The small group of four students sat together with the teacher, each with the same book in front of them. The children were put in this group based on their similar reading level, yet the teacher quickly discovered that the similarity ended there.
Thomas was able to read the text with astonishing prosody and phrasing, despite this being the first time he had read the book, yet was unable to remember anything he read. Abhijeet was attacking the text with a variety of accuracy strategies, yet struggled to know the meaning of many of the words, which impeded his understanding. Caroline’s comprehension was compromised since she was tripped up by many multisyllabic words. And then we had Valentina who lacked engagement as she clearly, and quite loudly, communicated her dislike of the book’s topic.
The teacher looked at me, eyes wide, eyebrows raised. During our debrief, the first thing she said was, “This isn’t working for these kids.” We continued our conversation, which was permeated with discussion about each child's observable strengths as well as their needs and the next small step to take with each. When our conversation circled back around, we ended with the proverbial elephant-in-the-room question: if we know all of this about each of these students, why wasn’t this working?
In reading this, you may be able to relate to the situation or want to yell at the top of your lungs the reason for it not working . . . These children were grouped together based on nothing more than their approximate reading level. They had different needs and interests, none of which were being met for all members of the group.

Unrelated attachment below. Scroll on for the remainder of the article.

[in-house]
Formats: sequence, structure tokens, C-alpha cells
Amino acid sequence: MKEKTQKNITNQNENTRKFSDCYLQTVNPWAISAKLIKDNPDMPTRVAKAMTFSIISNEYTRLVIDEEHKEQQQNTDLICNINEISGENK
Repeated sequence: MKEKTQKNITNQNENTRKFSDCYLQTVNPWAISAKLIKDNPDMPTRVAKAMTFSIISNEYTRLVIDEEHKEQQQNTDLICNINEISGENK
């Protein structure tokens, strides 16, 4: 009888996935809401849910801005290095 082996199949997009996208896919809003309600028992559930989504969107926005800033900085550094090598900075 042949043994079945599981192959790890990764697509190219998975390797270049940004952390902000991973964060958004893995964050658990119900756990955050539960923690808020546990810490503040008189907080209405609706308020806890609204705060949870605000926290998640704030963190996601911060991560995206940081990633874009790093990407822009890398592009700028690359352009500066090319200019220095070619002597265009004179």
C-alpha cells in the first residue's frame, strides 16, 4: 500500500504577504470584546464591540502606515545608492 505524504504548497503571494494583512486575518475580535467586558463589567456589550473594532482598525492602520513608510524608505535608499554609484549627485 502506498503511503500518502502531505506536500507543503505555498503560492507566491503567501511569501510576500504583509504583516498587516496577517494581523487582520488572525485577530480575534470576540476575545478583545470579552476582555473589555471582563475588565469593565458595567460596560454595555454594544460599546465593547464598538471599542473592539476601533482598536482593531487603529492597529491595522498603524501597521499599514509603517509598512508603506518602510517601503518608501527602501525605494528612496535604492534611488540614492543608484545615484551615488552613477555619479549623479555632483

Irene Fountas, author and director of the Center for Reading Recovery and Literacy Collaborative, writes in the recent article "Text Levels-Tool or Trouble?" about the knowledge of text level being a powerful tool for teachers. The gradient system she and Gay Su Pinnell developed was intended to support teachers in making good text decisions. She went on to address her concerns that some educators are using levels in ways for which they were not intended. In the October 28 Fountas and Pinnell Twitter chat, they even tweeted, “Rather than teach the level/book, notice and use behavioral evidence to guide your next teaching move."
Taking what she knew about each child’s level, strengths and needs, this wise teacher decided to teach each of them individually, meeting their needs with multiple, short bursts of instruction focused on their next steps. This approach is proving to be very successful for this group of four as well as many of her other students—proof yet again that children are indeed much more than a level.